The Treasury Department (search) announced Thursday the appointment of a special envoy to China, a post that aims to strengthen the Bush administration's efforts to get Beijing to revamp its currency system.

It's the latest in a series of developments advanced by the administration over the past week to intensify pressure on China (search) to change currency and trade practices that critics blame for America's bloated trade deficits.

Treasury Secretary John Snow appointed Olin Wethington (search), 56, as his special envoy on China, a new position that will focus heavily on financial diplomacy with China's economic officials, said department spokesman Tony Fratto.

On Wednesday, the administration announced it was imposing new limits on the amount of clothing that China can ship to the United States, and threatened to brand China a country that manipulates it currency unless it changes its currency policies. If such a designation were made, it could ultimately lead to economic sanctions.

The appointment of Wethington "seeks to continue and intensify a constructive dialogue with China on these issues," said Snow. "This is a critical time for China to implement necessary economic reforms -- most notably, reform of its currency regime and the adoption of market-based exchange policies."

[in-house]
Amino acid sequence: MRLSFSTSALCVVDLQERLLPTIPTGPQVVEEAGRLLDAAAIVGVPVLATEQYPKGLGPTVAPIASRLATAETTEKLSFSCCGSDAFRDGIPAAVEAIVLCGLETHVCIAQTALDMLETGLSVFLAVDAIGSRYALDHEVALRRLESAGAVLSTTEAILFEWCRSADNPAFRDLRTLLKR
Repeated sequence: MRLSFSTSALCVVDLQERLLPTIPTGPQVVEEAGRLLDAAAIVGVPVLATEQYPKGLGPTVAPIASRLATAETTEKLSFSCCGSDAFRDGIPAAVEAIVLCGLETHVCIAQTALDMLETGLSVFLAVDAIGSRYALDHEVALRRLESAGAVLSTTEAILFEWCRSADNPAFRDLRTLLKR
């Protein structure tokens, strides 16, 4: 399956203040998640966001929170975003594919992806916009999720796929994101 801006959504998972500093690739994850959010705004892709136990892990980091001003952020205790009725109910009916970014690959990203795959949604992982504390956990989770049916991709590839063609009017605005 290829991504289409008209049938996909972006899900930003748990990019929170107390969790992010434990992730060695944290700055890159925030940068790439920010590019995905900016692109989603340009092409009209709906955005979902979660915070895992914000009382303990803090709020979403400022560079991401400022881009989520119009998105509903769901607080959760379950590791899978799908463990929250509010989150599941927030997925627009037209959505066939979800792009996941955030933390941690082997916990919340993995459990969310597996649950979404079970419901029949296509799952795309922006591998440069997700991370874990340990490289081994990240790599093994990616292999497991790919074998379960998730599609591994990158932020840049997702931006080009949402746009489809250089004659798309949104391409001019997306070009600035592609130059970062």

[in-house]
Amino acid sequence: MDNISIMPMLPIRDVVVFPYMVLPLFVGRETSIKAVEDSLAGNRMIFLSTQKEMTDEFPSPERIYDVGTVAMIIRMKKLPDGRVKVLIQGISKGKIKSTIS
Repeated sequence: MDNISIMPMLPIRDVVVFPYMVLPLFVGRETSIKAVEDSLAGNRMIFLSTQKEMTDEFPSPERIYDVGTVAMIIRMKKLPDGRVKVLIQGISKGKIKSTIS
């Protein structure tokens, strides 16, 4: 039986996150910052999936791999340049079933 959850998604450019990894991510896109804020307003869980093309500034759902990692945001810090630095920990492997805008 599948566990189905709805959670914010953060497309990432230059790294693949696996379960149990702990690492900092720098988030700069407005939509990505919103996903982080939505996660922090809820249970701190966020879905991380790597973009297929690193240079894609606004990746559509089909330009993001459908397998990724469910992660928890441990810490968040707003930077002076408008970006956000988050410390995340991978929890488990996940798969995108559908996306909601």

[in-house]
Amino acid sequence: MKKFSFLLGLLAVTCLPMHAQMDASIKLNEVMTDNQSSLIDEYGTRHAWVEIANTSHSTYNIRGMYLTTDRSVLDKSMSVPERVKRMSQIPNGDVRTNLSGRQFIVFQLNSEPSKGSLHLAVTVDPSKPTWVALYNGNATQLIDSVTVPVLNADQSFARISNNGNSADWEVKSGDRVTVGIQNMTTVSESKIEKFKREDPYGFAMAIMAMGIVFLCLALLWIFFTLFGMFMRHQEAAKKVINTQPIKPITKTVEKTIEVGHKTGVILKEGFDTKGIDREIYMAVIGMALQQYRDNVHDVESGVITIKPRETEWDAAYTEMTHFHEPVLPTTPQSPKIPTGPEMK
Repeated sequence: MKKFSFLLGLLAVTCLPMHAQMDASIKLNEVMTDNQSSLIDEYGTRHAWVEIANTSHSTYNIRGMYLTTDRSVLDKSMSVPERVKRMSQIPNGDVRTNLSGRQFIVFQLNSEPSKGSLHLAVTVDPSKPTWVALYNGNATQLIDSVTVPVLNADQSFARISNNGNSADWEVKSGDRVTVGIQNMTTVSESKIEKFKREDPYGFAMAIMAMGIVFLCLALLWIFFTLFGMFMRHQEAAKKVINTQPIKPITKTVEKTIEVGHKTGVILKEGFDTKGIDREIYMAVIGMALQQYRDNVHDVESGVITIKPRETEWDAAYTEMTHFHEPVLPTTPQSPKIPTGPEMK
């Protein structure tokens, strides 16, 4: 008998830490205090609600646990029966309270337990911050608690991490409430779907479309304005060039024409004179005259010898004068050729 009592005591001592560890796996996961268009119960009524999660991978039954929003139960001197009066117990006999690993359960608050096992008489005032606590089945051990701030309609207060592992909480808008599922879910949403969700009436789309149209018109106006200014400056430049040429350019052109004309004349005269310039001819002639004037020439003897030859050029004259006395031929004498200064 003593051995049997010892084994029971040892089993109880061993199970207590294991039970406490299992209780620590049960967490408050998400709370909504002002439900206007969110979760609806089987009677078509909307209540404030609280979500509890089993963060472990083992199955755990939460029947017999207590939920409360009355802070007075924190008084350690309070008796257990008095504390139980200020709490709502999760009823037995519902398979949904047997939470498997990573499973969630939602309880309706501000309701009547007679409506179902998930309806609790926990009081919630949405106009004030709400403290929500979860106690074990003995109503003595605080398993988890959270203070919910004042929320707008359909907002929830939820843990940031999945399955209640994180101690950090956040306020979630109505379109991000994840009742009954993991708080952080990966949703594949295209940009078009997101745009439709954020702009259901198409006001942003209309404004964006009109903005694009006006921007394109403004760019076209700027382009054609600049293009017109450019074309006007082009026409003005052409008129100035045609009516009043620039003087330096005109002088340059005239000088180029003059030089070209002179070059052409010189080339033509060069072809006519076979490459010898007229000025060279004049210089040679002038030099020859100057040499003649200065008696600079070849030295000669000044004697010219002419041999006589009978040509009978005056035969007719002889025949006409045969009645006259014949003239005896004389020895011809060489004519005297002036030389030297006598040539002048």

American manufacturers say China's system has undervalued the yuan (search)by as much as 40 percent. The weaker yuan makes Chinese goods cheaper in the United States and American products more expensive in China.

Wethington has been serving as an adviser to Snow, overseeing the United States' economic and financial reconstruction efforts in Afghanistan and Iraq. He will assume his new duties immediately, Fratto said.

U.S.-China trade is a politically sensitive issue for the administration. America's trade deficit with China set a record last year, $162 billion. That was the largest imbalance ever with a single country.

Democrats have accused the president of not doing enough to protect American workers from unfair foreign competition.